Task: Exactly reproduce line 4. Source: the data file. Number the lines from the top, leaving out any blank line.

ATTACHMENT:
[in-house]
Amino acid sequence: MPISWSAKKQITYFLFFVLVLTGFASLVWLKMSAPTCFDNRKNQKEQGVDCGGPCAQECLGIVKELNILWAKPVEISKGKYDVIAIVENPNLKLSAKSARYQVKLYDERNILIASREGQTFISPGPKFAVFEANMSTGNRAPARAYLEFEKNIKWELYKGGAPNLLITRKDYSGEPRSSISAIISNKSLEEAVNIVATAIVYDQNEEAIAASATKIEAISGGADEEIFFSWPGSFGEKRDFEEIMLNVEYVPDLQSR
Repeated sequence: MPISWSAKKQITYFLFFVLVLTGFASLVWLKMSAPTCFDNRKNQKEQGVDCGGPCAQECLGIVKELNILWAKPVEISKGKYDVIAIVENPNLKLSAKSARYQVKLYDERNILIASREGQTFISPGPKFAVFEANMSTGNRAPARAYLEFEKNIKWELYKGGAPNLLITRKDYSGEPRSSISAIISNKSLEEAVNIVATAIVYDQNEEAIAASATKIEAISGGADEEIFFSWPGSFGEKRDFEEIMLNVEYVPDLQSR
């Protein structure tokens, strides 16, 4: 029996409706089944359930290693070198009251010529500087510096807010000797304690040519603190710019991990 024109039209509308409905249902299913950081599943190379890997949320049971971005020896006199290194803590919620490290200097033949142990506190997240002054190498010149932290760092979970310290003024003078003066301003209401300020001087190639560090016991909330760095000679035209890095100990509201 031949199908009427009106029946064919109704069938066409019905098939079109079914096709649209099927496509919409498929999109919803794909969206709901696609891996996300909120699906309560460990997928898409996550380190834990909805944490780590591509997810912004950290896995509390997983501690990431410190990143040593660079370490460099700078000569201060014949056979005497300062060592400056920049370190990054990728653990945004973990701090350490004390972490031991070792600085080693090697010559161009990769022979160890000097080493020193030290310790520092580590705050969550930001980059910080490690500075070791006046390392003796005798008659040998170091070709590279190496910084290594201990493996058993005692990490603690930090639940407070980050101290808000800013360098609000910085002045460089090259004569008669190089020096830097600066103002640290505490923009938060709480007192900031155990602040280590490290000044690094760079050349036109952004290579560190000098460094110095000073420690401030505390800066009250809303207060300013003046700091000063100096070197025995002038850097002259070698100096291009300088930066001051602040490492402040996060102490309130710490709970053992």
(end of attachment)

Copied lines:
């Protein structure tokens, strides 16, 4: 029996409706089944359930290693070198009251010529500087510096807010000797304690040519603190710019991990 024109039209509308409905249902299913950081599943190379890997949320049971971005020896006199290194803590919620490290200097033949142990506190997240002054190498010149932290760092979970310290003024003078003066301003209401300020001087190639560090016991909330760095000679035209890095100990509201 031949199908009427009106029946064919109704069938066409019905098939079109079914096709649209099927496509919409498929999109919803794909969206709901696609891996996300909120699906309560460990997928898409996550380190834990909805944490780590591509997810912004950290896995509390997983501690990431410190990143040593660079370490460099700078000569201060014949056979005497300062060592400056920049370190990054990728653990945004973990701090350490004390972490031991070792600085080693090697010559161009990769022979160890000097080493020193030290310790520092580590705050969550930001980059910080490690500075070791006046390392003796005798008659040998170091070709590279190496910084290594201990493996058993005692990490603690930090639940407070980050101290808000800013360098609000910085002045460089090259004569008669190089020096830097600066103002640290505490923009938060709480007192900031155990602040280590490290000044690094760079050349036109952004290579560190000098460094110095000073420690401030505390800066009250809303207060300013003046700091000063100096070197025995002038850097002259070698100096291009300088930066001051602040490492402040996060102490309130710490709970053992």